“If you want others to be happy, practice
compassion. If you want to be happy,
practice compassion.” - Dalai Lama
We’ve all felt it.
That spark of happiness which ignites within us whenever we
do a good deed for someone else.
We hold open the door for the elderly lady behind us, and
she returns the favour with a warm, grandmother’s smile.
You bring a box of chocolates into work for no particular
reason, and get the warm attention of all your colleagues.
The more we give, the more we receive.
And one perfect way to add a little extra happiness to your
own life, and the outside world, is to indulge in Random Acts
of Kindness. Or RAKs as I prefer to abbreviate.
So, what are Random Acts of Kindness?
Well, the clue is really in the name. A RAK is a small act of
kindness that you grant to someone else in the world – for
absolutely no reason whatsoever, without expecting
anything in return.
The classic example of a RAK is to pay at a toll booth for the
car behind you. The recipient of the Random Act of
Kindness will not only be flattered and uplifted by your
generous deed, it’s likely they’ll “pay it forward” to someone
else too. And that person may pay it forward yet again.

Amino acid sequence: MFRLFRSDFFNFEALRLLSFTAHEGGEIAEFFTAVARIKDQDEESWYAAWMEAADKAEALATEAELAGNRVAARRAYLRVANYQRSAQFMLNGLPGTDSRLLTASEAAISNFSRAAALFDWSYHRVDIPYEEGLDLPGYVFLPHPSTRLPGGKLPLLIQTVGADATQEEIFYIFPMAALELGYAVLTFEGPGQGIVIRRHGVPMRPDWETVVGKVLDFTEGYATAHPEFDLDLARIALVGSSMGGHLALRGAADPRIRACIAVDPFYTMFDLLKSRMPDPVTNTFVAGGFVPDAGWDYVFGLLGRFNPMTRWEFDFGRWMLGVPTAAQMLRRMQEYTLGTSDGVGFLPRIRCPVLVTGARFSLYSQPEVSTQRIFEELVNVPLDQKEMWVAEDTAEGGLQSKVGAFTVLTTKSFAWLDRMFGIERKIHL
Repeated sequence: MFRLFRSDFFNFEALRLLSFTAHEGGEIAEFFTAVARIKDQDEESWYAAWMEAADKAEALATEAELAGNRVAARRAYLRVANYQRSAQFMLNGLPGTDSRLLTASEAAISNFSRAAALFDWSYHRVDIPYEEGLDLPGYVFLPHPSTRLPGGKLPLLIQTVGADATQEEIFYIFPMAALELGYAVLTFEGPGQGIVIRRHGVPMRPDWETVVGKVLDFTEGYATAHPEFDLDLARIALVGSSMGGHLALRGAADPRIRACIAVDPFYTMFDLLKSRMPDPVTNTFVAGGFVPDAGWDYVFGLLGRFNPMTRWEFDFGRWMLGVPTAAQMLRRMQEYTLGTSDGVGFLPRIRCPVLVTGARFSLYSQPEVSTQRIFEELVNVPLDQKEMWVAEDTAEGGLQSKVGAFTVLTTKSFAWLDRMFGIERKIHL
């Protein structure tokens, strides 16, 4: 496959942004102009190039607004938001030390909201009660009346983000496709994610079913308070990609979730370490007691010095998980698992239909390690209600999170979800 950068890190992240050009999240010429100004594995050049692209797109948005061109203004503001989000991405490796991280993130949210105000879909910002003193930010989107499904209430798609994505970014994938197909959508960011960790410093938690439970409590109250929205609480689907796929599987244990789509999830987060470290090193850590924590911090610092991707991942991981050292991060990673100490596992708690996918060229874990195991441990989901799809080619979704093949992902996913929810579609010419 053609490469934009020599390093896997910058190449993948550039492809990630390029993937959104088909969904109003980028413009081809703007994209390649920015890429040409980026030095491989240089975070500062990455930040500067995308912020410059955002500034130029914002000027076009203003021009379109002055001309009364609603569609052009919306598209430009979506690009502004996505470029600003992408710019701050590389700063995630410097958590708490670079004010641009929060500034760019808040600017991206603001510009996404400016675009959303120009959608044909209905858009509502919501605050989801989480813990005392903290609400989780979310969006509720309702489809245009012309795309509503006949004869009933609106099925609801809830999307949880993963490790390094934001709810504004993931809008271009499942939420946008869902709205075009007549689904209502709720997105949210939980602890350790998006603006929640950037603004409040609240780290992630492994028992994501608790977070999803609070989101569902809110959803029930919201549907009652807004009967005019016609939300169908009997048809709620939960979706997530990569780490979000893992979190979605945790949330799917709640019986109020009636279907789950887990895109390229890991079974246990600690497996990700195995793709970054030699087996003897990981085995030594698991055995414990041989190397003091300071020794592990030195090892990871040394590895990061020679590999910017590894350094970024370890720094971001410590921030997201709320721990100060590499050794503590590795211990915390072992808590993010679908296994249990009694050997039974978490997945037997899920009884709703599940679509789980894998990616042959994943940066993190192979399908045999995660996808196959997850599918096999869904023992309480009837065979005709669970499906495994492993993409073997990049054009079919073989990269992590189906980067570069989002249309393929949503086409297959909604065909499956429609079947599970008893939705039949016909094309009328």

Indeed, your single Random Act of Kindness could just
change the world.
So, what Random Acts of Kindness could YOU indulge in –
to make yourself, and the world around you, happier?
Donate to a charity shop. Give someone a hug. Write a letter
of appreciation. Say “I love you” to your parents. Pay for
someone behind you. Donate blood. Scrape the ice off a
stranger’s car windscreen.
Do something for them that they can’t. Give $1 of your
money in the best way you can. Become a conservation
volunteer. Give your groceries to a neighbour. Take
someone out for the day. Spend time with a local elder. Send
someone a bunch of flowers, randomly.
Take chocolate into work for sharing, without a reason.
Thank your mentor for their support. Plant a tree. Pick up
litter. Be someone’s biggest fan for a day. Be nice to someone
who looks low. Smile more. Give food to a nearby shelter.
Hold open the door. Give a cup of food at
Remember, it doesn’t have to be exuberant, and it doesn’t
have to cost you a penny.
Just throw a little extra kindness out to the world – and watch
how you find greater happiness starting to flood back into
your own life.
THE 18 RULES of HAPPINESS, Karl Moore